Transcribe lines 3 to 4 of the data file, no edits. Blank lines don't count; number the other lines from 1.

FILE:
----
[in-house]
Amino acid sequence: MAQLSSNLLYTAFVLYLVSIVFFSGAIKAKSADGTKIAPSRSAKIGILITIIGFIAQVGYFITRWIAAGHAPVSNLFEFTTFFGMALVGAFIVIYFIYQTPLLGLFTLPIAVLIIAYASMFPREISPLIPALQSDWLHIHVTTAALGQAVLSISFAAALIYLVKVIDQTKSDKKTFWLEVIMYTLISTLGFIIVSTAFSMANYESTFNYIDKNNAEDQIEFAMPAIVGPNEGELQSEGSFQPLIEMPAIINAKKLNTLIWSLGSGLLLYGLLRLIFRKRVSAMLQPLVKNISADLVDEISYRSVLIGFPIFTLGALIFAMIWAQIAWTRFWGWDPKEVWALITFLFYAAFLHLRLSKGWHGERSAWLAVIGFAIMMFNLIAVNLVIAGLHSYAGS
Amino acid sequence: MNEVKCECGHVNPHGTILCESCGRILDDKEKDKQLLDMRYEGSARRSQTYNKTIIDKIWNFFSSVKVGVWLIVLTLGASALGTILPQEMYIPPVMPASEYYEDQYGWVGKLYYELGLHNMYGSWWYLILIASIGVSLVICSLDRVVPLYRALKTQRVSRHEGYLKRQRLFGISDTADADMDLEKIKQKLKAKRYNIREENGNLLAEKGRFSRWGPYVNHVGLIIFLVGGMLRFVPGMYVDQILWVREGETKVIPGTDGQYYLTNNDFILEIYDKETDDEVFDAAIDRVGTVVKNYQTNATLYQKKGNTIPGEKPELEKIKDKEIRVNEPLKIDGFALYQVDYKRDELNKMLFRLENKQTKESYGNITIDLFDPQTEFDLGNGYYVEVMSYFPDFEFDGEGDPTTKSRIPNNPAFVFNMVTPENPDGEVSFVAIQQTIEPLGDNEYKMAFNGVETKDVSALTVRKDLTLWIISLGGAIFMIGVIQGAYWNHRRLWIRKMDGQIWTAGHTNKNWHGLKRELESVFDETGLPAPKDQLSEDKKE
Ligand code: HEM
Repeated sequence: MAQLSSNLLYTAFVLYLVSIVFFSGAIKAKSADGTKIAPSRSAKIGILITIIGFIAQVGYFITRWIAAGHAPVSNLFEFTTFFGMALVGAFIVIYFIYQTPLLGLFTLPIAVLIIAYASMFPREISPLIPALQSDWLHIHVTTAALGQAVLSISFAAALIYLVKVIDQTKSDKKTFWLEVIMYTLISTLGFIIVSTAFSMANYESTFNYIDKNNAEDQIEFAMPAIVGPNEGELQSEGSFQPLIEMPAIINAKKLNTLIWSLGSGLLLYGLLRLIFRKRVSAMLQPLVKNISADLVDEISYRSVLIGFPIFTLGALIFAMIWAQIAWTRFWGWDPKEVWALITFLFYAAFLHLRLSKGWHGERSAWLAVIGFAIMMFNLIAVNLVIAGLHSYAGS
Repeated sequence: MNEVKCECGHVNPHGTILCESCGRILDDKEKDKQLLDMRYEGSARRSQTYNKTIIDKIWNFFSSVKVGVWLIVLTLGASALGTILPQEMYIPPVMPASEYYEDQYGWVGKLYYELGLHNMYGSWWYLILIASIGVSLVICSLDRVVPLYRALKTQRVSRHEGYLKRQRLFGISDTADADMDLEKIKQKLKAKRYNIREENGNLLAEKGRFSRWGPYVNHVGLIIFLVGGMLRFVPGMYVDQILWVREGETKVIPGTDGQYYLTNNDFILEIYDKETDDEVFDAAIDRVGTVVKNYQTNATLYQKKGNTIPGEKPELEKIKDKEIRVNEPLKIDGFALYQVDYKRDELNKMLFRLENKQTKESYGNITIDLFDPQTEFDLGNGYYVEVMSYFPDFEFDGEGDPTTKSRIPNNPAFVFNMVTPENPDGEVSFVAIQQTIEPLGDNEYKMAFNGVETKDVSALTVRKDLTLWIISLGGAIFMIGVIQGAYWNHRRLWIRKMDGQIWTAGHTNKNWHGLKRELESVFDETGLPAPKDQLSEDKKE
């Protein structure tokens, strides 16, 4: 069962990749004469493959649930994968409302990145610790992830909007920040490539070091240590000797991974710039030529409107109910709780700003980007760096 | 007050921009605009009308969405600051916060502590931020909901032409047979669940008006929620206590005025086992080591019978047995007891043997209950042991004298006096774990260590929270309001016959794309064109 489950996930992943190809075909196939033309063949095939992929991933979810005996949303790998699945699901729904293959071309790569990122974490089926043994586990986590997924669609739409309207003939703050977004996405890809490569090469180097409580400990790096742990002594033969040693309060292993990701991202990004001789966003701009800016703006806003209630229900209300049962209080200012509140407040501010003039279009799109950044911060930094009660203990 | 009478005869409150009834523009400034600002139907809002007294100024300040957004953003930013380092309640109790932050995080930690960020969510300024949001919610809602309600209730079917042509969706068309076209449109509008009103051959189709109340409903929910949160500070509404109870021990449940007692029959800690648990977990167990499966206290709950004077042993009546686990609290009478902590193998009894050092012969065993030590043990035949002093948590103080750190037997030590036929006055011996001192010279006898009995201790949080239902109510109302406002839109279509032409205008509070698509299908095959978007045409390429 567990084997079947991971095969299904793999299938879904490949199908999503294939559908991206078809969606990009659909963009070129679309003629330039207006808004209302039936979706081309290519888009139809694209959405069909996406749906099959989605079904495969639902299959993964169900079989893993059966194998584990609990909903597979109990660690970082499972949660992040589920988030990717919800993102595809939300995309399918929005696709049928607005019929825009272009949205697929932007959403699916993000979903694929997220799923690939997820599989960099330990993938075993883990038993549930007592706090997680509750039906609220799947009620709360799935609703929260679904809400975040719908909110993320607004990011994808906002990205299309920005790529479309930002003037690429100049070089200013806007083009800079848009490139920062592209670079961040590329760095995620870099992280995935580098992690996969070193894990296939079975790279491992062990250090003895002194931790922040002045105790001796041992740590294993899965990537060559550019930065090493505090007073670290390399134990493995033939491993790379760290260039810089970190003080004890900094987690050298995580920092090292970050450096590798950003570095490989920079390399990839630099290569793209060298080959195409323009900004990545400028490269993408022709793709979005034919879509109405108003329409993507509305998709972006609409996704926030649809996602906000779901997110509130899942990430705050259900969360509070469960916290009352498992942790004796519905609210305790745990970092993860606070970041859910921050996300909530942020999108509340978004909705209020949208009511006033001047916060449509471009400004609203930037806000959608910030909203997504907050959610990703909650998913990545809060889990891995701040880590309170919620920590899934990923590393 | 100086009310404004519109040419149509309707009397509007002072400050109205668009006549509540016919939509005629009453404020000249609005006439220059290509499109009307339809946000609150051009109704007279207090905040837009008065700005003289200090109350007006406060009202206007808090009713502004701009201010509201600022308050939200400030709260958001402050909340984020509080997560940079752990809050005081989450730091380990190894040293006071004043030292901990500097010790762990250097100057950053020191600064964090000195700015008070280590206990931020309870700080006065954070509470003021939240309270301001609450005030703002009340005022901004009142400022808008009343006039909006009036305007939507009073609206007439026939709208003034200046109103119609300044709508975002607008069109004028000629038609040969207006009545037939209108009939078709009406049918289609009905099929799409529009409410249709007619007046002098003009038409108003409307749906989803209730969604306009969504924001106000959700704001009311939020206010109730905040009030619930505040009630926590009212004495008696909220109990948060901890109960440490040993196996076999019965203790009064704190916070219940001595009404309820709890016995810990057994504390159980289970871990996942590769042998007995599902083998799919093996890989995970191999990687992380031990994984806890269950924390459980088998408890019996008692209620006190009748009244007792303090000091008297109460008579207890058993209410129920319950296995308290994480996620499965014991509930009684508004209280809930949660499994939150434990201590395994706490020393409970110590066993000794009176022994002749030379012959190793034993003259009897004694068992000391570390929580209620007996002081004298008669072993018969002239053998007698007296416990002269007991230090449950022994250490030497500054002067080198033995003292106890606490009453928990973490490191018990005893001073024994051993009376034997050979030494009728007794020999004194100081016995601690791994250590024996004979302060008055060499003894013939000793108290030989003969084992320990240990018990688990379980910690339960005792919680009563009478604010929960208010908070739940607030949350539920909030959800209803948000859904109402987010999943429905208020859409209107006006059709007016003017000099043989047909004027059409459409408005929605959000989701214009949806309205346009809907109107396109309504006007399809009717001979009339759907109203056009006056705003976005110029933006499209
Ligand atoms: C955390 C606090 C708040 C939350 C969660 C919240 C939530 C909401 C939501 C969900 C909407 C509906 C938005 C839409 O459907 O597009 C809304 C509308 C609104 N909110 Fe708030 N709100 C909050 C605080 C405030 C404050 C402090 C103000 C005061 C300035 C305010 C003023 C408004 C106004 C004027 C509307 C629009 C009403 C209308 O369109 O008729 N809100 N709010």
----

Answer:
Amino acid sequence: MNEVKCECGHVNPHGTILCESCGRILDDKEKDKQLLDMRYEGSARRSQTYNKTIIDKIWNFFSSVKVGVWLIVLTLGASALGTILPQEMYIPPVMPASEYYEDQYGWVGKLYYELGLHNMYGSWWYLILIASIGVSLVICSLDRVVPLYRALKTQRVSRHEGYLKRQRLFGISDTADADMDLEKIKQKLKAKRYNIREENGNLLAEKGRFSRWGPYVNHVGLIIFLVGGMLRFVPGMYVDQILWVREGETKVIPGTDGQYYLTNNDFILEIYDKETDDEVFDAAIDRVGTVVKNYQTNATLYQKKGNTIPGEKPELEKIKDKEIRVNEPLKIDGFALYQVDYKRDELNKMLFRLENKQTKESYGNITIDLFDPQTEFDLGNGYYVEVMSYFPDFEFDGEGDPTTKSRIPNNPAFVFNMVTPENPDGEVSFVAIQQTIEPLGDNEYKMAFNGVETKDVSALTVRKDLTLWIISLGGAIFMIGVIQGAYWNHRRLWIRKMDGQIWTAGHTNKNWHGLKRELESVFDETGLPAPKDQLSEDKKE
Ligand code: HEM